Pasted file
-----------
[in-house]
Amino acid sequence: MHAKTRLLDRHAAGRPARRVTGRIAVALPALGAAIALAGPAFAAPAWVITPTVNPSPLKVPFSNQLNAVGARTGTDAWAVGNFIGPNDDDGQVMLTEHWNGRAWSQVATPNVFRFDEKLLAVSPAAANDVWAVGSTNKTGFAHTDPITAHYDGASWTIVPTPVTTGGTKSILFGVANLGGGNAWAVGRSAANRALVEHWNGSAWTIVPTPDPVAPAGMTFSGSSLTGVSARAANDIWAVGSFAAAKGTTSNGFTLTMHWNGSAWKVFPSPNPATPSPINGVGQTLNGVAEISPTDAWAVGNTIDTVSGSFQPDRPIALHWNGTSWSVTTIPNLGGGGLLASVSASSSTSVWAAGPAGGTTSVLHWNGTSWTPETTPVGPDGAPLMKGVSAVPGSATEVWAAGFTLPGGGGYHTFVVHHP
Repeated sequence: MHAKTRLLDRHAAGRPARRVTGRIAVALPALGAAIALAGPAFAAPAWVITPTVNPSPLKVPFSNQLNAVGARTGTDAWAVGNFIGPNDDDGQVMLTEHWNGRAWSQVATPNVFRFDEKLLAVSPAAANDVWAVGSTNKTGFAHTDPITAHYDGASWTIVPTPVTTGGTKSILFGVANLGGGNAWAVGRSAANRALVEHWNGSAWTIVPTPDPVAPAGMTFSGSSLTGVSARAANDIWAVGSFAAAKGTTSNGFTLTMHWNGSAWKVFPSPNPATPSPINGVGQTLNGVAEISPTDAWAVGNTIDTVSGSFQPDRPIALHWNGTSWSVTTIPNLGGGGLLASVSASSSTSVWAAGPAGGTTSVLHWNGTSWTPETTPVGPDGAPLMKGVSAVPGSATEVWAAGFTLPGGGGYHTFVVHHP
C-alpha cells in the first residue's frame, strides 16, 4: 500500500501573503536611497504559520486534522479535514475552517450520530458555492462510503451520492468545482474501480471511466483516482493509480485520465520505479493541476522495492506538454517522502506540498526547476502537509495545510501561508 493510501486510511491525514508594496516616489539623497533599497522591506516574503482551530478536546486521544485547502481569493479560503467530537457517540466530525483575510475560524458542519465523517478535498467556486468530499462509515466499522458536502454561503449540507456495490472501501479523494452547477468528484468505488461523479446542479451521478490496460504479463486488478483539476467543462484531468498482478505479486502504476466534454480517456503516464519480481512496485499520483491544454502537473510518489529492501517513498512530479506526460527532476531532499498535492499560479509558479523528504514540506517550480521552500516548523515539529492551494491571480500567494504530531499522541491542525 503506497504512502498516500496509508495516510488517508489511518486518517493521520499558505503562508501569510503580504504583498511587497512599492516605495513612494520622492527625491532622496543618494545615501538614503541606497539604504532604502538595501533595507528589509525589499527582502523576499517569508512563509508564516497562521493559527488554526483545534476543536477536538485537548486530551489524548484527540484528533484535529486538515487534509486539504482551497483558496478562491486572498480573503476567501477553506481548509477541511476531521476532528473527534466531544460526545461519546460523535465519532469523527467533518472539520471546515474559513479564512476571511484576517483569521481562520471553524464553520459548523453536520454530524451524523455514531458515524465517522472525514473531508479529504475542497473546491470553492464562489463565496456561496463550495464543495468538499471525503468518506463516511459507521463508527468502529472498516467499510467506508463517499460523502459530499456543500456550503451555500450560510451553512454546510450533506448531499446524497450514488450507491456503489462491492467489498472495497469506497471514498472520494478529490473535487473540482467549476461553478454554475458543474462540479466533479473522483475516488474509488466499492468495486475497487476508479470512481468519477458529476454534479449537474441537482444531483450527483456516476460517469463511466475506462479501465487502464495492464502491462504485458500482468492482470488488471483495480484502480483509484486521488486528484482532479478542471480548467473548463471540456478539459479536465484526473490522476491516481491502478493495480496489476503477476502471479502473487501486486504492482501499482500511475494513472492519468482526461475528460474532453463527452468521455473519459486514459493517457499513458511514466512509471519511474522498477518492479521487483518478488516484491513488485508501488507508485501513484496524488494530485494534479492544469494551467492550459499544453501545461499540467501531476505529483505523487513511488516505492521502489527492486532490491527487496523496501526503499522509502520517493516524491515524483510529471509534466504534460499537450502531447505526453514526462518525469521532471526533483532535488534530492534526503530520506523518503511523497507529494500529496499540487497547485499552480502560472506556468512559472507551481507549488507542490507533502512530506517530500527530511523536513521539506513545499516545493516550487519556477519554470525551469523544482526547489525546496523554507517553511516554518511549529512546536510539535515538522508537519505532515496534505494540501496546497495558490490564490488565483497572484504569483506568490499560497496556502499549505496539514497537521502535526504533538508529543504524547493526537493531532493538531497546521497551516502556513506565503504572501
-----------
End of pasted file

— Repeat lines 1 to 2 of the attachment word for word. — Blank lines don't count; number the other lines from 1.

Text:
[in-house]
Amino acid sequence: MHAKTRLLDRHAAGRPARRVTGRIAVALPALGAAIALAGPAFAAPAWVITPTVNPSPLKVPFSNQLNAVGARTGTDAWAVGNFIGPNDDDGQVMLTEHWNGRAWSQVATPNVFRFDEKLLAVSPAAANDVWAVGSTNKTGFAHTDPITAHYDGASWTIVPTPVTTGGTKSILFGVANLGGGNAWAVGRSAANRALVEHWNGSAWTIVPTPDPVAPAGMTFSGSSLTGVSARAANDIWAVGSFAAAKGTTSNGFTLTMHWNGSAWKVFPSPNPATPSPINGVGQTLNGVAEISPTDAWAVGNTIDTVSGSFQPDRPIALHWNGTSWSVTTIPNLGGGGLLASVSASSSTSVWAAGPAGGTTSVLHWNGTSWTPETTPVGPDGAPLMKGVSAVPGSATEVWAAGFTLPGGGGYHTFVVHHP